• Like ETFs, LICs tend to have much lower annual management fees than industry Super funds. In the region of 0.08% to 0.2% p.a. (mid to small cap LICs such as Mirrabooka have higher annual fees, around 0.65%) compared to industry and retail Super funds that range between 0.5% and 2% p.a., and index ETFs that range between 0.07% and 0.24% p.a.
  • Being an active equity fund it is obviously possible that a LIC can outperform the mainstream stock indices. Just as an individual with the necessary knowledge and skills can. Some LICs do and some don’t, over the long term. Which LICs to invest in for the long term requires some analysis and scoping of requirements.
  • If your long-term investing requirements are to match the mainstream stock market indices and thereby stand a 99% chance of beating all other active funds, including industry and retail Super funds, especially balanced and diversified Super funds, then seriously consider investing in an index ETF. Those open for consideration, some of which you have mentioned in your question above are:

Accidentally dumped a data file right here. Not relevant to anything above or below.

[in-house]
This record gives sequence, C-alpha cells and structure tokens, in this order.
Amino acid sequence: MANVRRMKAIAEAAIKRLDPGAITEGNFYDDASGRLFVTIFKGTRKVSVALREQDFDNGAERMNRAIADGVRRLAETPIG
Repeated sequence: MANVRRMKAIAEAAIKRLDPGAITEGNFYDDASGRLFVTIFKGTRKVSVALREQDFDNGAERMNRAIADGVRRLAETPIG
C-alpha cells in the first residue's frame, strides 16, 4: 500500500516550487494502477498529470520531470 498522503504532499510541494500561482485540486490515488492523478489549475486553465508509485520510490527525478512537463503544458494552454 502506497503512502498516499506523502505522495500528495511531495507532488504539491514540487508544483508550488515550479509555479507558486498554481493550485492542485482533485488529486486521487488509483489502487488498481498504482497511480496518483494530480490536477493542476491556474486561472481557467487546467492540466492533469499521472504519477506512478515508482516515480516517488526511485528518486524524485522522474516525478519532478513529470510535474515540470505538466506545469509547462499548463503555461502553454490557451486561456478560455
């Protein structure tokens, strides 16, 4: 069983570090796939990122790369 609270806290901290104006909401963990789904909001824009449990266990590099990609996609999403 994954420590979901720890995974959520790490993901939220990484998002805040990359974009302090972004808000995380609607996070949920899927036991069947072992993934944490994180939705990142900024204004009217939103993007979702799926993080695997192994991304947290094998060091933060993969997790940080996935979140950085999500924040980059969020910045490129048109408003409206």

• ASX300: VAS
    • ASX200: STW, IOZ
    • ASX100: ZOZI (still relatively new)
    • ASX50: SFY
    • ASX20: ILC
  • If your long-term investing requirements are to potentially outperform the mainstream stock market indices but also take the risk for potentially underperforming them, and also potentially underperforming other actively managed funds, then you could consider investing in LICs. Further to those mentioned by Barry above (WHF, AFI, ARG, MLT) others to consider are:
    • CIN (Carlton)
    • WAM (WAM Capital)
    • WAX (WAM Research)
    • AFL (Australian Leaders Fund)
    • BKI
    • MIR (Mirrabooka – Mid to small cap stocks focus)
    • plus others…

There are many variables that an investor might include in their analysis to choose a LIC in which to invest. A simple variable might be how they have performed in the past even though we are warned that past performance is no guarantee of future performance.